3. It advances language and sexuality studies and critical discourse studies through the development of normativity as an analytical concept.

4. It uses an innovative combination of quantitative and qualitative discourse analytic methods and unique linguistic data triangulation to study the discursive formation of sexuality and sexual normativity.

5. It possesses a novel applied linguistic, language-policy orientation, shedding light on how public language use can become less or non-discriminatory in relation to people of less or non- normative gender and sexual identifications.

Research Questions

1. How is language involved in sexual normativity formation?

2. How do sexuality-related normative shifts influence the way language is used to talk or write about sexuality?

3. Which consequences do the findings have for gender-/sexuality-related language policies?

Project Part 1: Language Use Before and After Coming Out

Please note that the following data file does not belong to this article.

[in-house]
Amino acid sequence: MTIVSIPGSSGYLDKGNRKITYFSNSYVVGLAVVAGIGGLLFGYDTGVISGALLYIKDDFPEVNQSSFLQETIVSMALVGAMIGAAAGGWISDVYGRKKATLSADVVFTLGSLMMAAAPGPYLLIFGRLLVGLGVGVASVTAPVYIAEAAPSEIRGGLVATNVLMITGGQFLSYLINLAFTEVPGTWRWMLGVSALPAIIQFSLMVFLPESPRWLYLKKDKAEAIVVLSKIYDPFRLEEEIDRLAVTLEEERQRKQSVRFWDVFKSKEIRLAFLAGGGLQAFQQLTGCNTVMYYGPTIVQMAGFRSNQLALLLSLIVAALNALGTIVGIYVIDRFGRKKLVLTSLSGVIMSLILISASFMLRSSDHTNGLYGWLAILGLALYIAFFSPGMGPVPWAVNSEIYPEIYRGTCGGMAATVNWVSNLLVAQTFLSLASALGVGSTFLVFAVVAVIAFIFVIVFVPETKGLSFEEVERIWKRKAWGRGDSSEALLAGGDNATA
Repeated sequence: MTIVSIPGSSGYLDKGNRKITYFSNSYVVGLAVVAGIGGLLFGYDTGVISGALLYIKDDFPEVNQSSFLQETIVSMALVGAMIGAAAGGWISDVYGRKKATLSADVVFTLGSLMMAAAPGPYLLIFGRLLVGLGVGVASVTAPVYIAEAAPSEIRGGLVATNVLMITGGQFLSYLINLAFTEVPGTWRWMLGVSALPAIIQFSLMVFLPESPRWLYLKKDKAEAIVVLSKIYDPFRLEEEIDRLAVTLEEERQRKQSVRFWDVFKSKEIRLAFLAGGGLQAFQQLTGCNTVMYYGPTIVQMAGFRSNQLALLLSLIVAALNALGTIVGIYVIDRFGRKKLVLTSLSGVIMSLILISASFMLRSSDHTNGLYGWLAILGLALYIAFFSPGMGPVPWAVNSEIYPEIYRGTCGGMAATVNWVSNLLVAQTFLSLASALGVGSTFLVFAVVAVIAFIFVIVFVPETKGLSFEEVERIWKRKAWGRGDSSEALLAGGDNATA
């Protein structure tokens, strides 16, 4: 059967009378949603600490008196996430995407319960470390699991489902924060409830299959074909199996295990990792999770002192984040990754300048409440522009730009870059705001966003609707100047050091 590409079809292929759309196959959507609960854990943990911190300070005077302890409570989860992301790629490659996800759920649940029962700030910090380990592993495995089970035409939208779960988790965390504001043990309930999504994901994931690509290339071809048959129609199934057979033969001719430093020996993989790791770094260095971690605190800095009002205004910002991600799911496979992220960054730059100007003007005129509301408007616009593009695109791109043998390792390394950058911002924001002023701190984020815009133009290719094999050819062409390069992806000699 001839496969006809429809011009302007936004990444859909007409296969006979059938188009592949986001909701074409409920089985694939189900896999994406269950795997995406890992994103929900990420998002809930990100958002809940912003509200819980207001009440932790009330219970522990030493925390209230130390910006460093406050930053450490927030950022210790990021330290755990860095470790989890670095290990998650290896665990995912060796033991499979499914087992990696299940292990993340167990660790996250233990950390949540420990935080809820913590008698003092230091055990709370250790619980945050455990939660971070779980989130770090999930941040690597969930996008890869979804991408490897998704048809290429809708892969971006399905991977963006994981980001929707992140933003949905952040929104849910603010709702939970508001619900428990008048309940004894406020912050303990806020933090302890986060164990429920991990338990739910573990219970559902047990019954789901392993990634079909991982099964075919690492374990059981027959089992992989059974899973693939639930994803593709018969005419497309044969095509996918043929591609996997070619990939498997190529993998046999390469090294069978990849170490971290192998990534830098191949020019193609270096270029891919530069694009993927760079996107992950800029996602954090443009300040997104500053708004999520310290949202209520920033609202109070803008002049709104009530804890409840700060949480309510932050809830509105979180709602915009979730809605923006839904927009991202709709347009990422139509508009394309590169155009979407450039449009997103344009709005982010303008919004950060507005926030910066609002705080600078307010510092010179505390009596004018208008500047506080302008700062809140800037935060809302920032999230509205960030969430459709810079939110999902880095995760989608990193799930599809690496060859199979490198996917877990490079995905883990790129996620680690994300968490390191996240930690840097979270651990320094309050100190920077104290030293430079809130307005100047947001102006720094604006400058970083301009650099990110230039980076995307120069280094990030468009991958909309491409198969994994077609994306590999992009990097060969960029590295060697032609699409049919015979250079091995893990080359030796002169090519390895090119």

Part 1 dealt with the question how a coming out shapes the way we communicate about a person and used the public coming out of US Latino pop star Ricky Martin as a case study. It analysed language use in news reports on Ricky Martin, comparing texts published before the artist’s coming out in 2010 with texts published afterwards. The stay in Southeast Florida has enabled the researcher to gain ethnographic insights into the social context in which Ricky Martin has evolved as a major pop artist in the US. More specifically, it has given the researcher a better understanding of Latino culture as an important background to the corpus linguistic study, which keyword analyses of the two corpora when compared to each other, collocation and concordance analyses.